Sherman's March in Myth and Memory

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Overview

General William Tecumseh Sherman's devastating "March to the Sea" in 1864 burned a swath through the cities and countryside of Georgia and into the history of the American Civil War. As they moved from Atlanta to Savannah—destroying homes, buildings, and crops; killing livestock; and consuming supplies—Sherman and the Union army ignited not only southern property, but also imaginations, in both the North and the South. By the time of the general's death in 1891, when one said "The March," no explanation was required. That remains true today.

Legends and myths about Sherman began forming during the March itself, and took more definitive shape in the industrial age in the late-nineteenth century. Sherman's March in Myth and Memory examines the emergence of various myths surrounding one of the most enduring campaigns in the annals of military history. Edward Caudill and Paul Ashdown provide a brief overview of Sherman's life and his March, but their focus is on how these myths came about—such as one description of a "60-mile wide path of destruction"—and how legends about Sherman and his campaign have served a variety of interests.

Caudill and Ashdown argue that these myths have been employed by groups as disparate as those endorsing the Old South aristocracy and its "Lost Cause," and by others who saw the March as evidence of the superiority of industrialism in modern America over a retreating agrarianism.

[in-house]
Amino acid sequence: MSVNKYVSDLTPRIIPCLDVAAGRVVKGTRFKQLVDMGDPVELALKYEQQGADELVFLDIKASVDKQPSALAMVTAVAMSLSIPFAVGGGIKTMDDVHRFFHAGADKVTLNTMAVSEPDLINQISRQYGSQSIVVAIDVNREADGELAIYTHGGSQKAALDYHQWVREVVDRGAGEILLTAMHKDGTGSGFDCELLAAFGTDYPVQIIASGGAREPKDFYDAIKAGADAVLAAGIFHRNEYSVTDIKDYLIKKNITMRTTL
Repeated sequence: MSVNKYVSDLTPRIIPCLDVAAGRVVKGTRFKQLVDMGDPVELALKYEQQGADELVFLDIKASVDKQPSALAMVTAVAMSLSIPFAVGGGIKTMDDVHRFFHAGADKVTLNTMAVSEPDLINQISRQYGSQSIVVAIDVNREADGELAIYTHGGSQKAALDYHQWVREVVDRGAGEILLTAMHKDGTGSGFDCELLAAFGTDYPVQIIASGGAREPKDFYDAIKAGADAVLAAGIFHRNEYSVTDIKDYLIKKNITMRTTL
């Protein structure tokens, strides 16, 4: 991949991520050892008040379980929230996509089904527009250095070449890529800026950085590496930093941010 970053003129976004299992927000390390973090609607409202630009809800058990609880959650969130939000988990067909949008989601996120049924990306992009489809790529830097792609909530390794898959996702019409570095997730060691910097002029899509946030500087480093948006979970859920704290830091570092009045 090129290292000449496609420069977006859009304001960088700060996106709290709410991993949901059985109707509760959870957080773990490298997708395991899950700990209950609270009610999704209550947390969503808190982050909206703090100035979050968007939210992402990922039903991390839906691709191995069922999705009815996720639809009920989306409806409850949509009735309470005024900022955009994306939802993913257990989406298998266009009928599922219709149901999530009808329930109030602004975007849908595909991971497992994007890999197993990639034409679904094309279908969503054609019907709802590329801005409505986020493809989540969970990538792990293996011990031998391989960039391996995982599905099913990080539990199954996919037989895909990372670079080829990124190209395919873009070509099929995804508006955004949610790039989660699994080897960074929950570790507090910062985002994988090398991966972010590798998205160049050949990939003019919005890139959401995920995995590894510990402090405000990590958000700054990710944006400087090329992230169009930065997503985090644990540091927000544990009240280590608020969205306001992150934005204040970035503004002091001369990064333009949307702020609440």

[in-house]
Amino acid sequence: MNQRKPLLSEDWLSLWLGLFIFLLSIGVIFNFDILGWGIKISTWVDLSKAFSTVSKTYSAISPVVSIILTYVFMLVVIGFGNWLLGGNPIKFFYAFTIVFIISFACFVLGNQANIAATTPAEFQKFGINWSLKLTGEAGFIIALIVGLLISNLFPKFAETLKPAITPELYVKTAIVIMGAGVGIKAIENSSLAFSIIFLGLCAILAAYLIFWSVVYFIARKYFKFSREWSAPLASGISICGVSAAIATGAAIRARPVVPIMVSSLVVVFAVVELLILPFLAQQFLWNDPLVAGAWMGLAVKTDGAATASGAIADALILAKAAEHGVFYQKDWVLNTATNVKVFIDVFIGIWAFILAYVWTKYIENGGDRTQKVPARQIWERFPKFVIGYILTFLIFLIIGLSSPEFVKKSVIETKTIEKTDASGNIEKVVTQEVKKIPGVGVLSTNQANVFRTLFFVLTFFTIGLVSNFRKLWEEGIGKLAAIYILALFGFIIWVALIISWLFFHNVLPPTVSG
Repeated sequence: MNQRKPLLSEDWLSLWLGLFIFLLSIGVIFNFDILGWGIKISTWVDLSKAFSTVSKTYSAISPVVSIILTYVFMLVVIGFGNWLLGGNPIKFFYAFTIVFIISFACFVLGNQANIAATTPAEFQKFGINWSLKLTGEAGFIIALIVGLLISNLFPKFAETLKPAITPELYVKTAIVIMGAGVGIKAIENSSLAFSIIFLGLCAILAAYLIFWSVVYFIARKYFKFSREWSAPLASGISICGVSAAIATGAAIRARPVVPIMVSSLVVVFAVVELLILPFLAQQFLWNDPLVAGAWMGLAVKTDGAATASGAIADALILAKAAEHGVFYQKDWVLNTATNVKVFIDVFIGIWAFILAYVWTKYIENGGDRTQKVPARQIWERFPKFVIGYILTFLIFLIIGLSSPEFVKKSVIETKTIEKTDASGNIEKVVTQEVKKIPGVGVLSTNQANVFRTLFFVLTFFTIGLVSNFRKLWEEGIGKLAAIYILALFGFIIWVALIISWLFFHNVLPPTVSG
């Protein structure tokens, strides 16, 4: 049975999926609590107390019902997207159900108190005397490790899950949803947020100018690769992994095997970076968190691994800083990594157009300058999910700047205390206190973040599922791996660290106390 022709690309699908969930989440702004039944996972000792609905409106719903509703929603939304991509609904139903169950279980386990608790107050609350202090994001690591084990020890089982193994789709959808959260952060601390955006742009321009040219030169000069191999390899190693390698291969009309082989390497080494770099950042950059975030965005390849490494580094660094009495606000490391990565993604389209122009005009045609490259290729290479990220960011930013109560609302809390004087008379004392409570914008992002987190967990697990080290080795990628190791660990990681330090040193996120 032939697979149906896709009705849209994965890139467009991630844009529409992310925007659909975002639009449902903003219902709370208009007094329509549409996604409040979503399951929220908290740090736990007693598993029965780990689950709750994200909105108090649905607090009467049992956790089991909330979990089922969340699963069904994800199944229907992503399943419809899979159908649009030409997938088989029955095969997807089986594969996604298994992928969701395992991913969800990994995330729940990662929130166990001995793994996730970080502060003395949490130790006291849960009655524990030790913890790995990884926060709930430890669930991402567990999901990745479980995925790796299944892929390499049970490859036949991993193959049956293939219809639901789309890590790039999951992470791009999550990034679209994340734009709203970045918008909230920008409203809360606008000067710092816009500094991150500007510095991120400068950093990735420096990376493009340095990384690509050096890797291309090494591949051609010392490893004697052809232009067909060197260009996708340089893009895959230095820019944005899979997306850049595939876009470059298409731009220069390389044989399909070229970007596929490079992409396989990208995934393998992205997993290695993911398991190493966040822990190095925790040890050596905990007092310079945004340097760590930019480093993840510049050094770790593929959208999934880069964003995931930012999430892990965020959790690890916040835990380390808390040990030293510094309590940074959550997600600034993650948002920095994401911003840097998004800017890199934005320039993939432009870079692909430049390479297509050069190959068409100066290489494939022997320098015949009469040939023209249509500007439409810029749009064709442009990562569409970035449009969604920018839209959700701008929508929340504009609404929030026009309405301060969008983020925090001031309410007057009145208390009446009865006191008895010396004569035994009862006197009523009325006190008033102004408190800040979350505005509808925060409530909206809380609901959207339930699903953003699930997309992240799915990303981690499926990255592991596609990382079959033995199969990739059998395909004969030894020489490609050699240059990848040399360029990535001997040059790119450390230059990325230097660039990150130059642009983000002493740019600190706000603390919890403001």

Sherman's March in Myth and Memory looks at the general's treatment in the press, among historians, on stage and screen, and in literature, from the time of the March to the present day. The authors show us the many ways in which Sherman has been portrayed in the media and popular culture, and how his devastating March has been stamped into our collective memory.

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Editorial Reviews

Civil War Book Review
This book is a valuable resource. The breadth of coverage—history, literature, poetry, song, stage, and screen—is extremely impressive.
America's Civil War Magazine
Integral to the study of public history and collective memory to deliver a cutting-edge analysis.
Journalism History
Interesting and exceptionally well-sourced. . . . Thoroughly enjoyable. It provides a worthy new addition to the now burgeoning field of scholarship about media and public memory and would be useful not only to historians but in graduate seminars for students of both history and mass communication.
Book Review Digest
Recommended.
Journal of American History
The images of Gen. William T. Sherman's men marching through Georgia seemingly remain burned into the American historical memory. Edward Caudill and Paul Ashdown here provide their solidly researched look at how the myth and legends of the march have been created. Works such as this provide an important starting place for further study of those myths that still march on.
— James Klotter
Journal Of Southern History
Caudill and Ashdown have constructed a useful book, filled with examples from humor and popular culture that reveal Sherman's place in history and memory. Such memory studies pertaining to the Civil War enable us to better grasp the complexities of this defining moment in American history.
Journal Of American History